The River Press (Fort Benton, Mont.) 1880-current, September 25, 1889, Image 1

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V ol. THE RIVER PRESS. Fort Benton, Montana, Wednesday, September 25, 1889. No. 48. TO DEMOCRATS. phi Line Democrat Asks a Few ques- tions and Makes an Appeal. Editor RivEI PRE,. I desire to say a few words to the dem- vre ey of Choteau county if you will kind- , g ive me a little space in your paper. 7ratic party of Choteau county has not *en as harmonious as it might have been. liVith a large majority at hand it has per- sitted several republican candidates to /talk away with offices which should have :we tilled by democrats, We all know liow this:came about. I shall not review .be causes which led to it. I simply state te feet. And now in this present cam- ;eign we see and I am sorry to record it _a disposition among a few to still sow •he seeds of discord and dissension in the Now I ask in all candor: Can we af- 'ord to do this? Can we as democrats ;tford to approach statehood with dissen- eons in our ranks? Are we not jeopar- !izing the success of the party by per- aitting their existence? Have we not ad all the bickerings over petty offices - hat we should have? Is it not time we -hould quit it and pull together as one ;an? These are questions that come •:ght home to every democrat. We all iesire the success of the democratic par - y yet we know as well as we know any- hing that no party can succeed without .aity of action. The loss of one man up - •a our ticket one year sometimes leads to -he loss of two men in the next election. :hese repeated losses finally demoralize a arty and the enemy capture it. These .re plain, cold, undeniable facts. Now let me briefly present the situa- en. We are on the eve of the most im- ortant election. from a party stand point, at has ever taken place in Montana. It politica! status for years to come will e fixed one week from next Tuesday. To ecceed we must work together. The -lightest divession of our strength in fay - of a single republican candidate will en - anger the whole ticket. Argument is - .ot needed to prove this. The success of .. .he state ticket may depend upon the ote of Choteau county. It may depend aon the vote of one of its precincts. Vho can Now in view of these facts I appeal to eery democrat to work for his whole eket and nothing but the ticket, and to Its the straight ticket without the orals- -Ion of a name. Do not scatter your arength. Throw all personal likes and lislikes to the wind. Put your personal grievances aside. Let them not come be- tween you and your duty as a democrat. Your vote should emphasize your devo- ;ion to the time-honored principles of the lemocratic party. By voting for a single candidate upon the republican ticket you stultify yourself and give aid and com- fort tathe enemy. Let us draw the line at this; act together, vote as one man, for a union and union alone is there erength. DEMOCRAT. Fort Benton, September 20, 1889. SMITH AT CHOTEAG:. \Sheep Herder\ Gives an Interview With the Republican Senatorial Aspiran t -- Smith Still Full of Promises. [The ItivER PRESS has received the fol- . 0 wing communication with the request *4 \put it into your paper jest as I tell it you without eny domed hifalutin fix - .al.” Therefore we publish it verbatim eliteratim.—ED1 CHOTEAU, M. Ty., Sept. 16. To THE EDITER.—I am writing to you '-oknow what W. G. Smith is running for. 1 9 it Senator at Washington or at Helena. i gess it is Washington. He speaks that 4 g. He was up at Chotou the other lay and he was in Jimmy Gibson's saloon 'ad he said to me hold on when I was . 'iasing the door. And he came out and :aye me two appels which was good ap- Pala hut not as good as a drink or a segar )U he acts as if he was running for Sun - School sopertenant in stead of sena- And when he came out I says howdy 441 ltle says howdy and I askt him how 4 any registered at Benton and he says Pretty dry wether aint it. And I said yes t du z make a feller dry and he gave me louther appel. And I askt him did you ear of eny railroad news and he said no 41(1 . I said I here theyre going to build a ;P%Isian town down below here where .1 : 1 . e Galt road cruses the Teton and he 44 all you do is just elect me and Power 43 d we'll fix it and I said how and he said 4 a . Would vote agenst a rite of way for a '7 4.11 raad and Mr Power would veto it if ' b ey didot come to Choto and bild round r uaes and engine factories. I herd but (lun e° i f 11.8 true that he told Julep 44 r(I at ,„„er n. poyer that if that Manitoba ri iiruad hilt weet from Asinboin it would have to promise to by Burds Birch creek cole or he wouldnt vote for the rite of way. A rancher on the Teton come up here and said Smith promised that the R R would pay 150 dollars for evry cat that got kiled on the track and the ranch- er said he sowed cockleburs on the range JOURNALISTIC HARI KARI. A Bright Youn g Journalist Commits an Un- pardonable Blunder and Calmly Awaits Death. FACTS AND FIGURES. county will be permitted to suffer at his hands. Mr. Taylor's name should go in - Toole Giv a Few Which Laboring Men to the ballot box with an X marked op - Should Consider. The following clipped from the lion. J. K. Toole's speech at Glendive abounds in food for profitable thought and deserves nere his house to keep sheep of his range. blunders. Not a few renowned charac- the territory who will see that he \gets ., more than the passing notice generally ks will not be directed to any He said that he would fix it so that a man ters can thank the waste basket . for do - there\ in good shape. ? f ly remarks lug them a great service at critical pen- e bestowed upon campaign literature: 40 in particular but to the members of could run a still in the nits nere the Brit- ode of their lives. It is related of Napol- J. R. Russell is also a resident of Butte. i In the course of his speech Mr. Toole ! le o party in general, and I wish them to ish line and raise whisky and not be afrade eon that he once had a quarrel with his He was educated for the ministry and at • said that. \The sudden acquisition of *received in the same candid spirit in of C S. Yours truly father-in-law, the emperor of Austria. one time tilled the pulpit of the Presby- wealth in the United States is one of the While in a tit of violent anger he wrote a SHEEP HERDER. terian church at Butte and Deer Lodge. ehich they are written. I utter no corn ' scathing article, expressive of his views, dangers of plaints but leave it to the reader to judge THE POWER SCANDAL. and sent it to Editor Etienne, ordering During the past three or four years he ehether cause for complaint exists. I him to publish it the fellowing day. It has been superintendent of the Butte shall simply state facts which are known what Mr. Toole Has to Say About the 20,000 did not appear, and boiling with rage the common schools and still holds that ; posi- ; 0 every well posted man in the county. world's greatest general sent a ineesage to Pamphlets. WM. Mr. Russell is eminently qualified I the editor with the iintortnation that he During the past few years the demo- _______ . - would be sabered if the article was not for the office to which he is nominated. The Hon. Joseph K. Toole disposed of published the next day. Again it was Judge Stephen DeWolfe is one of the his opponent and the republican talk of omitted, and Etienne was ordered brought soundest lawyers and jurists in the tern - campaign scandal to come in a very neat before the emperor, dead or alive. The way in his speech at Glendive. He said. j \I have spoken in the kindest terms of 1 Mr. Power on all occasions. and aet it is a trifle surprising that the republican pa- pers insist upon us saying unpleasant things against our wishes. The Inter Mountain on Monday evening charged that the state central committee were publishing a large number of pamphlets making unkind revelations concerning Mr. Power. I want to assure you and ; the public that nothing of the kind has been done or will be done. Our republi- can friends should calm their fears. ' They are too sensitive on this subject. ! A party that is troubled with such a nightmare and afraid to wake up in the morning for fear that during its midnight vigils some unsavory disclosures will be made, can be housed in no solid home of truth. If Mr. Power knows of any reason why he is unfit to be governor he ought to stand up and say so. I cannot be driven into saying an unpleasant thing about him. The pamphlets which so alarmed the inter Mountain were 20,000 copies of the constitution of the state of Montana. They are as harmless as the breath of a rose.\ Those Mythical Pamphlets. It is the opinion of the Butte Inter Mountain that, if the Standard desires to stand well with the people, \it will con- tinue to kick about that anonymous pam- phlet.\ This newspaper needs no press- ing invitation to do it. -Putting all other business aside, it proposes to stay with that subject until the Inter Mountain sustains its assault on members of the democratic central committee or makes the amends due to respectable citizens. i The campaign will have to be strictly per- sonal until the whole matter is Squared. This trouble started with paragraphs of scurrility in which the Inter Mountain linked the name of Marcus Daly, Silven Hughes, Judge Stapleton and others with a plot to darken the name of Mr. Power by the circulation of an anonymous pam- phlet. The motives, methods and pur- pose of members of the committee were assailed in phrases which only journalis- tic thugs are skilled in handling. These gentlemen are resolved that they will not longer endure the insults of the Butte re- publican press. They do not expect the courtesy uniformly accorded by decent journalism, but they will not tolerate the vulgar drivel which the Inter Mountain puts in columns of personal insult and they will know how to defend themselves. The Standard again asserts that the pamphlet described by the Inter Moun- tain was never printed and that it was never prepared or thought of by any mem- ber of the central committee. The Inter Mountain prints a lie outright when it says that, by authorized dispatch or oth- erwise, it was warned of the existence of the alleged pamphlet. It has no reputa- ble authority for any part of the mali- cious story it started, and it cannot pro- duce evidence to sustain what it has im- plied regarding the existence of the pam- phlet or what it has said regarding the same. We entertain not the slightest doubt that the whole istory was invented in the office of the Inter Mountain. Its coward- ly purpose was to find a way whereby it might hope to insult Mr. Daly and an op- portunity t o injure Mr. Power, by hinting at an assault which no democratic news- paper in Montana could be tempted to bring. A newspaper that wags its ma- licious tongue in unbridled abuse of de- cent men will betray a favorite even when it fawns on him. We are satisfied that the community in which the Standard and Inter Mountain find their field will know how to make choice between Mr. Daly and his associ ates on one side, and a babbling news- paper on the other. These gentlemen know the details of the canvass, and they assert there is absolutely no founda- tion for the insinuations of the Inter Mountain. With full knowledge of all the facts in the case the Standard de- clares that there is no truth whatever in the tales which the Inter Mountain is seeking to circulate to the discredit of Mr. Power. That gentleman's character / needs Lao defense. and his record, if un- 1 warantably assailed, will find no sturdier , defense than these columns will furnish. But the Butte Inter Mountain must back its knavish insinuations with the facts.—Anaconda Standard. Editorial discretion has often stood be- tween great men and their unpardonable distinguistied journalist, pale as death, but calm and resolute, entered the pros ence of his chief, and folding his arms awaited his fate. Napoleon paced the • room excitedly for a few minutes, and then seizing the editor by the shcalder he • shooe him violently and exclaimed: \I thank you, sir!\ He hastily left the room, and that was the last Etienne ever heard of the affair. It seems that the em- peror had thought the matter over and it occurred to him that tne editor had dis- covered that the article was an irrepara- ble blunder and had bravely disobeyed orders, to avert the consequences of ill- considered rage. There are times in the history of all editors when the rejection of manuscript requires almost as much nerve as that displayed by the French journalist, but alas there are too many great men who cannot fathom the wis- dom of the tripod as readily as the martyr of St. lielena.—Lemuel Quigg, Esq., in Russell B. Harrison's Daily Hele- na Journal. It is evident from the above that Mr. R. B. Harrison's imported young editor has suppressed one of the son -of -his fath- er's political editorials and is now calmly awaiting death. • The martyr of St. Hele- na and the martyr of Helena, Montana, are two widely different - natures. When the distinguished journalist, Lemuel Quigg, pale as death, and with his arms folded enters the presence of his imperial master, Russell B., and awaits his fate, his excited chief will \fetch the young man a swipe across the head with a stuff- ed chili\ and scatter his brains areund the room without doing any perceptable damage to the fancy wall paper or elegant furniture. Mr. Lemuel Quigg must have known that Russell B. Harrison is not built after the Napoleonic style of archn• tecture. Then why did he court dea`Lh? When Russell B. reaches Helena and 'the tragedy occurs the RIVER PRESS' special correspondent will give seven columns of particulars followed by a biography of each of the distinguished gentlemen, with the usual requiescat in pace attach- ed to that of the late lamented Lemuel. THE DEMOCRATIC CANDIDATES. The political party is indeed fortunate that can present a !ong list of candidates to the people for their suffrages against any one of whom nothing can truthfully be urged. The democratic party of the territory and of Choteau connty, however, present just such candidates. From mem- ber of congress to the most unimportant office every candidate possesses the re - spect and confidence of his neighbors and his community and every one is fully qualified to perform the duties which the nature of his office requires of him. Near- ly all of them are old time residents of the territory and many of them have ac- ceptably served the people in positions of honor or trust. Martin Maginnis needs no introduction to the people of Montana. His name is a household word throughout the length and breadth of the territory and his twelve years' distinguished services as delegate to congress are his credentials to their continued favor. J. K. Toole has proven a most useful servant of the people in the national leg- islature, as his four years labor in that body abundantly testify. The people of Montana are indebted to him more than to any other one man for their nearness to statehood and to the blessings which it will bring to them. J. II. Conrad is a gentleman of fine bus- iness qualifications. He is largely inter- ested in mining, banking, merchandising and stock growing in eastern Montana with whose interests he is intimately identified. He will make an excellent presiding officer of the senate. His home is at Billings. Joseph A. Browne is a resident of Dar- ling, Beaverhead county, where he is largely interested in farming and stock growing. He has represented that coun- ty several terms in the legislative assem- bly and is one of the most popular men in southern Montana. He is one of the pio- neers of the territory. Jerry Collins represents northern Mon- tana on the ticket. Mr. Collins is well and favorably known throughout the ter- ritory as a succeseful newspaper man, a business he has followed since he first came to Montana. He was a member of the last territorial council. He lives at Great Falls. T. D. Fitzgerald is a resident of Ana- conda where he holds the office of police magistrate. He is a leading member of thr' K. of L. of that city, a fine speaker and an earnest worker in the cause of la- boring men. ' W. Y. Pemberton resides at Butte. He is an excellent lawyer and a very popular speaker. \Pem as he is familiarly call- ed, has an army of friends throughout tory and is peculiarly fitted by legal train - jug and experience for the office for which he is named. Judge DeWolfe has repeatedly represented Silver Bow county in the territorial legislature and earned a reputation as a law maker second to none in the west. His home is at Butte. W. A. Bickford resides at Missoula. He is a lawyer of extensive experience and extremely popular with members of ; the bar. He was a member of the legis- lative council last winter and a leading • member of the last eoestit u tiona I con yen- ; tion. F. K. Armstrong is a practicing lawyer of Bozeman, with wide experience in his profession and deservedly popular with all classes. He has represented Gallatin county in the territorial legislature and was speaker of the house during one ses- sion of that body. Mr. Armstrong is abundantly qualified for the office for which he is nominated. G. F. Cope is a resident of Madison county where he is extensively engaged in mining and stock raising. Many years ago he was editor and proprietor of a Vir- ginia City newspaper and earned an envia- ble reputation as a pleasing writer and successful business manager. J. B. Leslie lives at Great Falls where he is engaged in an extensive law prac- tice. He possesses a fine legal mind and is otherwise eminently qualified for judge of the Eighth judicial district. The counties of Choteau, Cascade and Fergus comprise this district. The electors of Choteau county can make no mistake in voting for these men. Mark an X opposite the names of each and thus honor -yourselves while adding to the majority that will be cast for the entire ticket. How They Will Be. Taylor H eron Brown E Roger S B U cksen Bake R Steel E Ed Ward Dunne Ham I lton Tette N Fi N nigan Jon E s McInty R e S olomon With Todd and Dodd heading the pro- oession. A Case of Big Head. The man who uses his thumbs to wear out the arm holes of his vest may be a benefit to his tailor, and . he may be great in his own estimation, but he isn't big enough to represent Montana in congress. Such a man is Thomas Henry Carter. Modesty is always associated with great- ness. From the character of his speeches and His favorite platform attitude upon discussing Candidate Carter, Thomas has certainly a very bad case of the big head which will result fatally on October 1.— Butte Miner. Mr. Talent Resigns. The Hon. Patrick Talent, Butte's post- master, will to day forward his resigna- tion to the president. Mr. Talent says that the government schedule of salaries for assistants is on such a niggardly :basis that in this country it will not cornmad efficient men. That to secure them he has had to constantly draw on his own funds and he is tired of it. Besides the life of a postmaster is not one continuous round of pleasure in a town where the mails are as heavy as they are here in Butte. Mr. Talent has made a very ef- ficient postmaster and his retirement to the shades or private life will be a source of regret to many. It is thought Mr. W. C. Batchelor will be his successor.—Butte Miner. Mr. Luce of Salt Lake Gets His Money. As was stated in the Salt Lake Tribune Henry Luce, the proprietor of the Mint saloon, was the lucky holder of one -twen- tieth part of ticket No. 58,607 in the Lou- isiana State Lottery which drew the sec- ond capital prize of $100,000 at the last drawing.—Salt Lake (Utah) Tribune, August 15. The River Press. Subscribe now for the WEEKLY RIVER PRESS. Send it to \the old folks at home.\ supreme contempt for the individual who panders to the prejudices of the poor by abusing the rich. But every Man who can` see and read must observe the encroachment of the money power on the rights of the individual. The issue between plutocra- cy and the people sooner or later must be on trial., The rate at which fortunes are made is simply appalling. Aladdin's lamp is dismissed and mutate Cristo be- comes commonplace when compared to our modern magicians of finance and trade. We hear of homes costing $3,000,- 1000 and A SINGLE BREAKFAST $5,C00. I lhese things fall strangely on the ears of I the millions who live in a hut and dine on a crust. When darkness settled over Egypt and she lost her place among the nations of the earth three per cent, of her population owned ninety-seven per cent of her wealth, and her people starved the times. I have to death. When Babylon fell two per i cent of her population owned all of her wealth and the people starved to death. When Persia bowed her head one, per cent of her population owned all of her lands and the people starved to death. When the sun of despair set upon Rome eighteen hundred men owned all the then known world. \For thirty years the United States has followed rapidly in the train of these old nations. In 1850 the capitalists of this country owned thirty-seven per cent. of the nation's wealth. In 1870 only twenty years later they owned seventy per cent. of our wealth, having nearly doubled their accumulations in that short time. This ratio has been more than kept up since 1870, and the capitalist probably now holds more than eighty per cent of the wealth of this country. This vast sum is probably owned and con trolled by .leee than ten per cent, of our populatior:Dam e \ c iis small per cent. is using its .1 power in very depart- ment of business and government to make the rich richer and the poor poorer. WHAT IS TO BE BONE? The world knows that a man less than ten years from poverty has an income of $20,000,000 and his two associates nearly as much, and it all comes from control and arbitrary pricing an article of uni- versal use. The syndicate the trust and the combination which make these things possible are the childen of the republican party. They have been fostered and en- couraged until they are about to swallow up the people and defy the government. The democratic party is opposed to this consolidation of capital, and it stands pledged to furnish a remedy. Let organiz- ed intelligent labor be no longer deluded with the idea that a condition of things which makes it possible to amass THESE COLOSSAL FORTUNES in a day or year can possibly be reconcil- ed with any reasonable theory for the amelioration of the grievances of the working classes. Under the present sys- tem of voting (the Australian) which, in the main, I heartily endorse, the power to be felt and heard is in the hands of the voters unrestrained. The legislative as- seinbly will doubtless provide for a bu- reau of labor and statistics. It is the on- ly method by which authentic informa tion for the protection of the working classes can be gathered and preserved. At its head there ought to be the best and most intelligent representative of labor in the state.\ DEMOCRATIC COUNTY TICKET. The candidates upon the democratic ticket of Choteau county are by no means strangers to its people. Many of them are among its oldest residents, while all have been thrown more or less in contact with the voters of the county in the pursuit of their several avocations. Joseph A. Baker has been in business in Fort Benton since he attained his ma- jority. His ability is unquestioned and his integrity above reproach. His inter- ests lie in the direct line of those of the county and its taxpayers, hence it is fair to assume that in every instance he would favor such legislation as would advance the prosperity of all. Mr. Baker is a very safe man to send to the capital as senator from Choteau county. An X op- posite his name should accompany every ballot cast within the limits of the coun- ty next Tuesday. Jesse F. Taylor is one of the leading stockgrowers of the county. He is a man of wide experience in legislative af- fairs, having served the county in the house two or three terms, and being thor- oughly acquainted with its resources and its wants and withal vigilant in the per formance of his duties no interest of the posite to it. Amzi Dodd, Jr., is a ra in of fine busi- ness attainments. Havi 1g proved faith- ful to large trusts confided to his care is an assurance he will acceptably discharge the responsibilities of any position to which the people of Choteau county may elect him. As a legislator Mr. Dodd will fully sustain the reputation he has earn- ed as an intelligent, active, earnest, aon- scientious gentleman. No mistake can be made in placing an x after the name of Ainzi Dodd, Jr. In selecting Samuel J. Heron as its candidate for sheriff the convention nomi- nated a man peculiarly qualified for the position. Young, vigorous,, induetrious intelligent end courageous he will make a model officer. No guilty man will escape the clutches of the law in Choteau coun- ty if Sam Heron strikes his trail and he will come as near striking it as any other man in the territory. An X should fol- low his name. The funds of Choteau county can be placed in no better hands than those of David G. Browne. He is an excellent penman, a 'correct accountant and thor- oughly versed in the duties of the office. In feet he possesses all the at ributes of a good officer. An X would be properly placed opposite the name of David G Browne. Everyone knows that Al. Rogers has made a model county clerk and recorder. No fault can be found with him. Strict- ly attentive to business, courteous and accommodating he discharges the duties of his office to the satisfaction of every one who has business with him. An X will follow the name of A. E. Rogers on a large majority of the ballots cast at Tuesday's election. There are but few men who are quali- fied to fill the office of assessor. Th e in- cumbent should be thoroughly conver sant with the value of all kinds of prop- erty and should know where to find it. Mr. A. B. Hamilton's extensive knowl- edge of the county, his wide exponent* gained by a long residence in it, his inti- mate acquaintance with property valua- tions and his excellent judgment shown in placing them are recommendations for the office possessed by few. The name of A. B. Hamilton should have a healthy X placed after it next Tuesday. John W. Tattan has been a faith:Le servant of the people of Choteau county. The democratic convention, recognizing this fact, and his eminent ability as a lawyer, unanimously nominated him as its candidate for county attorney. The nomination was worthily bestowed and will be endorsed by the people next Tues- day by an overwhelming majority. T. J. Todd is a well known business man of Fort Benton. He is a rapid pen- man, an excellent uccountant and metho- dical in his work, and being withal a very courteous pleasant gentleman he will make a model district clerk. The people of Choteau county are very fortunate in securing the services of Mr. Todd in the I office and will express their gratification in a substantial manner at the ballot box next Tuesday. X his name. It is not often that the services of a public administrator are needed by the people of a county, but when they are needed by a county, but when they are form them to the best interests of all par- ties concerned. Such a man is F. W. Bucksen. The convention thought so and the people think so; and will show it next Tuesday. The voter can conscien- tiously place an X after the name of F. W. Bucksen. Miss Mary E. Finnigan has so accepta- bly discharged the duties of superinten- dent of common schools that she will have no opposition at the polls next Tue-- day. This is the highest compliment that could be paid to the lady as an officer. Moses Solomon will not neglect the du- ties of coroner. The responsibilities of the office are by no means insignificant, much often depending upon the incum- bent in the work of ferreting out crime. Mr. Solomon is a wide-awake, intelligent gentleman and will make an acceptable coroner. Vote for him. Charles McIntyre will have a walk over for surveyor, no candidate appearing against him. The office of commissioner is the most important one in the county as far as the interests of tax payers is concerned. They are really the custodians of the funds of a county and upon an economical admin- istration of its affairs the treasury oal- minces are determined. Hence it will be seen that none but careful, prudent, in- telligent business men should be entrust- ed with the duties of the office. Such men are found in the persons of Ed- ward Dunne, W. D. Jones and R. M. Steele, the democratic candidates for county commissioners. They are worthy of the support of every tax payer in Cho- teru counts. Vote for them. The Montana Stockman. Subscribe for this • aluable monthly Price, e1.50 per annum.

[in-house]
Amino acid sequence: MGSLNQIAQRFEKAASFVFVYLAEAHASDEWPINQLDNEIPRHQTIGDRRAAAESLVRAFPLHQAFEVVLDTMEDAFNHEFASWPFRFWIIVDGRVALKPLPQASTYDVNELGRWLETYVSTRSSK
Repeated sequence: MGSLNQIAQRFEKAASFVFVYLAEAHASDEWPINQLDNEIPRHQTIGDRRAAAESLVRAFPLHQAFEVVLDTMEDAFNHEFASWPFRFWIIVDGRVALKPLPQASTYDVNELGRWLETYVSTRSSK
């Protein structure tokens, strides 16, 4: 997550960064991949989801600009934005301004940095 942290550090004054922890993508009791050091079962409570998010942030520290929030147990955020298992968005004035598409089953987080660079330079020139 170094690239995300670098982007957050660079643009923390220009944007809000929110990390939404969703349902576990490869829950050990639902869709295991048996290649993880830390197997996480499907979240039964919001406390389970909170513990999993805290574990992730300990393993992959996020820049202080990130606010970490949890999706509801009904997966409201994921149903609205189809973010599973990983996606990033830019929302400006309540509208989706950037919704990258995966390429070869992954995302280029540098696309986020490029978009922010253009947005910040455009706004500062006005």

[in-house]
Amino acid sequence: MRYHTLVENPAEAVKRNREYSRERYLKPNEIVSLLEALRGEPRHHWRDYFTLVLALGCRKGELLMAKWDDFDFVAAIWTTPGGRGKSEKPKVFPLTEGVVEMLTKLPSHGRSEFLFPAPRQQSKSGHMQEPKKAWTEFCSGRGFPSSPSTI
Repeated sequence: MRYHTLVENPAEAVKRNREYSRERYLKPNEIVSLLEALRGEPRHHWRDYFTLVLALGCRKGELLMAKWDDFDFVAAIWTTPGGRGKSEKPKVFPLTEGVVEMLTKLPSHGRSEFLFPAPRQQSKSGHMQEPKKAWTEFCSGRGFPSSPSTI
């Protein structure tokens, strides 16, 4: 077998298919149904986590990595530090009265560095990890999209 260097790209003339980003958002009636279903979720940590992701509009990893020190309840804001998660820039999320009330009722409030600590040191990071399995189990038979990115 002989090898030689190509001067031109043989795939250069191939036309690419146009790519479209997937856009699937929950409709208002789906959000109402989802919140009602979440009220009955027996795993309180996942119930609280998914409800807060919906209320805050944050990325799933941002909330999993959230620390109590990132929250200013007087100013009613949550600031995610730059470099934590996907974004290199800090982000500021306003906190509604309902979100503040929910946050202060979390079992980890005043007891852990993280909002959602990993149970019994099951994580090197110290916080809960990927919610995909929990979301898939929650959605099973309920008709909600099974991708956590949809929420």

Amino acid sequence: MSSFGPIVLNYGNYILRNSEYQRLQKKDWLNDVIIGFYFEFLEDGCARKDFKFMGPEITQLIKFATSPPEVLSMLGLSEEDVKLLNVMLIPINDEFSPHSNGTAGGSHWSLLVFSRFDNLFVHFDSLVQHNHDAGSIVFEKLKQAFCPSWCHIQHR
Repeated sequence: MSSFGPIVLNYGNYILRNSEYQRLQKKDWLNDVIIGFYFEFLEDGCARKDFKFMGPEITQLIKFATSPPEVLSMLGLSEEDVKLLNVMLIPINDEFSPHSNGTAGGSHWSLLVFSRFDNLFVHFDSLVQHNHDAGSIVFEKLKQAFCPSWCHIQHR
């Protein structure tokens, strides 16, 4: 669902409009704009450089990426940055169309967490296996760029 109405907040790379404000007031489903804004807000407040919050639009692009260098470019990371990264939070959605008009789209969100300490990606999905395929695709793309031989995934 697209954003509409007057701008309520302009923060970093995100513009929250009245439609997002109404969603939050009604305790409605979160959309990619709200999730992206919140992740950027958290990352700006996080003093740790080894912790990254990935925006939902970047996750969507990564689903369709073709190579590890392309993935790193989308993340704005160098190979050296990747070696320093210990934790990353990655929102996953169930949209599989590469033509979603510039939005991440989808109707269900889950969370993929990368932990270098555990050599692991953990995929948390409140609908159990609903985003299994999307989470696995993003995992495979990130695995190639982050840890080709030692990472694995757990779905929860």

The River Press (Fort Benton, Mont.), 25 Sept. 1889, located at <>, image provided by MONTANA NEWSPAPERS, Montana Historical Society, Helena, Montana.